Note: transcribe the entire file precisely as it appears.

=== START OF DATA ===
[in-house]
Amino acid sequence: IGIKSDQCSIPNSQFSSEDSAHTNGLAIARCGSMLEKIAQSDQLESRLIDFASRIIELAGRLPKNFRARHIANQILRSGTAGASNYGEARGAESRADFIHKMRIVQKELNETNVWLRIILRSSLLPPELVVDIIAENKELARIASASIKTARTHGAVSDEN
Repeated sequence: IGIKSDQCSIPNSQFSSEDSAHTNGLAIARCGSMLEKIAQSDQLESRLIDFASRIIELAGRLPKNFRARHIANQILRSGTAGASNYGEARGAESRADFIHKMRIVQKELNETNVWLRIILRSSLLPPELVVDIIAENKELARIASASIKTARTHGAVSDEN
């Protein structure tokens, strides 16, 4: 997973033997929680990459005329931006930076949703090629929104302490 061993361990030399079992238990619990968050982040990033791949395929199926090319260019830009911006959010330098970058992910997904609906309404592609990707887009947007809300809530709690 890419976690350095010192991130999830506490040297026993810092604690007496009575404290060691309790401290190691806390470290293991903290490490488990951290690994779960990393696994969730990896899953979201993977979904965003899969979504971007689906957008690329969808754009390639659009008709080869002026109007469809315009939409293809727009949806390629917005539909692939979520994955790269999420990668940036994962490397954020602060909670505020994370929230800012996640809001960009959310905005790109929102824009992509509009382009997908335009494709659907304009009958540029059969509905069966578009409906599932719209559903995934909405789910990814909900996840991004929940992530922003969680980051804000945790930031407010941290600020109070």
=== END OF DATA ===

[in-house]
Amino acid sequence: IGIKSDQCSIPNSQFSSEDSAHTNGLAIARCGSMLEKIAQSDQLESRLIDFASRIIELAGRLPKNFRARHIANQILRSGTAGASNYGEARGAESRADFIHKMRIVQKELNETNVWLRIILRSSLLPPELVVDIIAENKELARIASASIKTARTHGAVSDEN
Repeated sequence: IGIKSDQCSIPNSQFSSEDSAHTNGLAIARCGSMLEKIAQSDQLESRLIDFASRIIELAGRLPKNFRARHIANQILRSGTAGASNYGEARGAESRADFIHKMRIVQKELNETNVWLRIILRSSLLPPELVVDIIAENKELARIASASIKTARTHGAVSDEN
């Protein structure tokens, strides 16, 4: 997973033997929680990459005329931006930076949703090629929104302490 061993361990030399079992238990619990968050982040990033791949395929199926090319260019830009911006959010330098970058992910997904609906309404592609990707887009947007809300809530709690 890419976690350095010192991130999830506490040297026993810092604690007496009575404290060691309790401290190691806390470290293991903290490490488990951290690994779960990393696994969730990896899953979201993977979904965003899969979504971007689906957008690329969808754009390639659009008709080869002026109007469809315009939409293809727009949806390629917005539909692939979520994955790269999420990668940036994962490397954020602060909670505020994370929230800012996640809001960009959310905005790109929102824009992509509009382009997908335009494709659907304009009958540029059969509905069966578009409906599932719209559903995934909405789910990814909900996840991004929940992530922003969680980051804000945790930031407010941290600020109070």